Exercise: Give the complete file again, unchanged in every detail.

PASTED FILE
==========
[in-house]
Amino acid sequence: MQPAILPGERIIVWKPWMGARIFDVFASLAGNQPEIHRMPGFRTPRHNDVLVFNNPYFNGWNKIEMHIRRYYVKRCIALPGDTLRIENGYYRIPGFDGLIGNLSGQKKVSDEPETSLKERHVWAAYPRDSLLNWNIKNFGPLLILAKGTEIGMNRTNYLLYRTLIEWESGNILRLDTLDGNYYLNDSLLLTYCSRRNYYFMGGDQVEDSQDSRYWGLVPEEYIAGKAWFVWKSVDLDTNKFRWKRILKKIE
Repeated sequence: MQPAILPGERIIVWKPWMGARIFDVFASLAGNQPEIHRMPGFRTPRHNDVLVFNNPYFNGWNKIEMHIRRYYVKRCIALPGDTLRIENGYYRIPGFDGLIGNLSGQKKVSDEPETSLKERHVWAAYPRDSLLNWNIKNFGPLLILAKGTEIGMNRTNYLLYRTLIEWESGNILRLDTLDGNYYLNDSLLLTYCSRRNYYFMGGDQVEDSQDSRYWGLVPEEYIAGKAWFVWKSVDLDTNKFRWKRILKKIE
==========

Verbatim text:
[in-house]
Amino acid sequence: MQPAILPGERIIVWKPWMGARIFDVFASLAGNQPEIHRMPGFRTPRHNDVLVFNNPYFNGWNKIEMHIRRYYVKRCIALPGDTLRIENGYYRIPGFDGLIGNLSGQKKVSDEPETSLKERHVWAAYPRDSLLNWNIKNFGPLLILAKGTEIGMNRTNYLLYRTLIEWESGNILRLDTLDGNYYLNDSLLLTYCSRRNYYFMGGDQVEDSQDSRYWGLVPEEYIAGKAWFVWKSVDLDTNKFRWKRILKKIE
Repeated sequence: MQPAILPGERIIVWKPWMGARIFDVFASLAGNQPEIHRMPGFRTPRHNDVLVFNNPYFNGWNKIEMHIRRYYVKRCIALPGDTLRIENGYYRIPGFDGLIGNLSGQKKVSDEPETSLKERHVWAAYPRDSLLNWNIKNFGPLLILAKGTEIGMNRTNYLLYRTLIEWESGNILRLDTLDGNYYLNDSLLLTYCSRRNYYFMGGDQVEDSQDSRYWGLVPEEYIAGKAWFVWKSVDLDTNKFRWKRILKKIE